War Child work exclusively to improve the lives of children affected by armed conflict. We protect, educate, and stand up for the rights of children living areas affected by conflict.
In 2019, the UK had support relationships in at least eight countries where grave violations against children were verified by the UN. In this new report, War Child states that building the capacity of partner military forces, without appropriate efforts to ensure that the capacity is used in accordance with international law and best practice, places more children at risk.
Thanks to our amazing supporters and partners, we reached a total of 171,992 children, young people and adults through our work in 2020.
War Child values diversity and inclusion and seeks to ensure there are no discriminatory cultures or practices in our places of work. This policy sets out our commitments in regards to diversity and inclusion and provides guidance on anti-discriminatory practice.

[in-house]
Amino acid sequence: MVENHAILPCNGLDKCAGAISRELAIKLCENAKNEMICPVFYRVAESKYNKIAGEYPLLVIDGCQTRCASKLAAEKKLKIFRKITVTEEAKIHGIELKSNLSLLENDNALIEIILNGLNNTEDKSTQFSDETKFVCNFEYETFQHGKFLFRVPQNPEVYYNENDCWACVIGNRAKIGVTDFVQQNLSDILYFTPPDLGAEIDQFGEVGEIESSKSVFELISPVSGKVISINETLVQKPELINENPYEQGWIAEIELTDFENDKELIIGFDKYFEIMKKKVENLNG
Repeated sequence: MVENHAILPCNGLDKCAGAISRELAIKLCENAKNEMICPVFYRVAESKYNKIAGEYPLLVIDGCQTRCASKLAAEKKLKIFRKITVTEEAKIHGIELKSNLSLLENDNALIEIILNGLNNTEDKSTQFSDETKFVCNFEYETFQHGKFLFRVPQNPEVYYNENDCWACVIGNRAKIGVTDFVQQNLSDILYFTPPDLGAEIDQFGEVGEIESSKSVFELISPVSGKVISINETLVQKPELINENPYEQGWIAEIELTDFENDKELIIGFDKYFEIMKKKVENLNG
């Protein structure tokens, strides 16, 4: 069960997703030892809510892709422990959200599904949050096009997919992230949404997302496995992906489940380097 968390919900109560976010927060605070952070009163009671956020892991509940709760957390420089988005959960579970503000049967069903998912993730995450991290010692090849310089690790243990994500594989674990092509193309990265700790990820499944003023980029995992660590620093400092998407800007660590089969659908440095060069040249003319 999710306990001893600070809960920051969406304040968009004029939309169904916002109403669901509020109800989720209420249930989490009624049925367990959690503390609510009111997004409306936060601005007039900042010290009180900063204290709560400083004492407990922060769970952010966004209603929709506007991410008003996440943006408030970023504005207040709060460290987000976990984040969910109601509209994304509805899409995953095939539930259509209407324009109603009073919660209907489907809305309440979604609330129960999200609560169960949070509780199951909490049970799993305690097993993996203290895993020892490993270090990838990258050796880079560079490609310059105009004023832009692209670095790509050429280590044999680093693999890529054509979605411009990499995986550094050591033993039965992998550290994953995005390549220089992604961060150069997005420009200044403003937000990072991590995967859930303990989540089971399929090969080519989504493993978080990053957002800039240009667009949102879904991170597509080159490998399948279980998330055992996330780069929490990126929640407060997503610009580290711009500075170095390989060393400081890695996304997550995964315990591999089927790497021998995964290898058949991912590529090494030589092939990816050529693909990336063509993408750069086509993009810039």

This policy is designed to enable War Child UK employees and representatives to raise concerns internally and at a high level and to disclose information which they believe demonstrates malpractice or impropriety.
This is the first of War Child UK’s annual reports on UK commitment to children in armed conflict.
Thanks to our amazing supporters and partners, we reached a total of 100,217 children, young people and adults in conflict-affected countries in 2019.
2018 was another proud year for War Child in our efforts to support and stand up for children in some of the most hostile environments on earth. As a result of our work, more than 100,000 children and their families living with the scourge of conflict across Africa and the Middle East were able to access a range of crucial services.
This report examines the extent to which the rights of children in armed conflict are promoted and protected by UK government in five countries where state forces/state aligned forces are listed for grave violations against children.
In 2017, thanks to our amazing supporters and partners we were able to reach 165,237 children, young people and adults – beating our annual target of 160,000.
The following guidelines are referring to appropriate and inappropriate behaviour of adults towards children and of children towards other children. Everyone contracted by War Child must adhere to our Code of Conduct.
The case studies in this report illustrate the complexity of delivering mental health and psychosocial support to children and their families with very different experiences.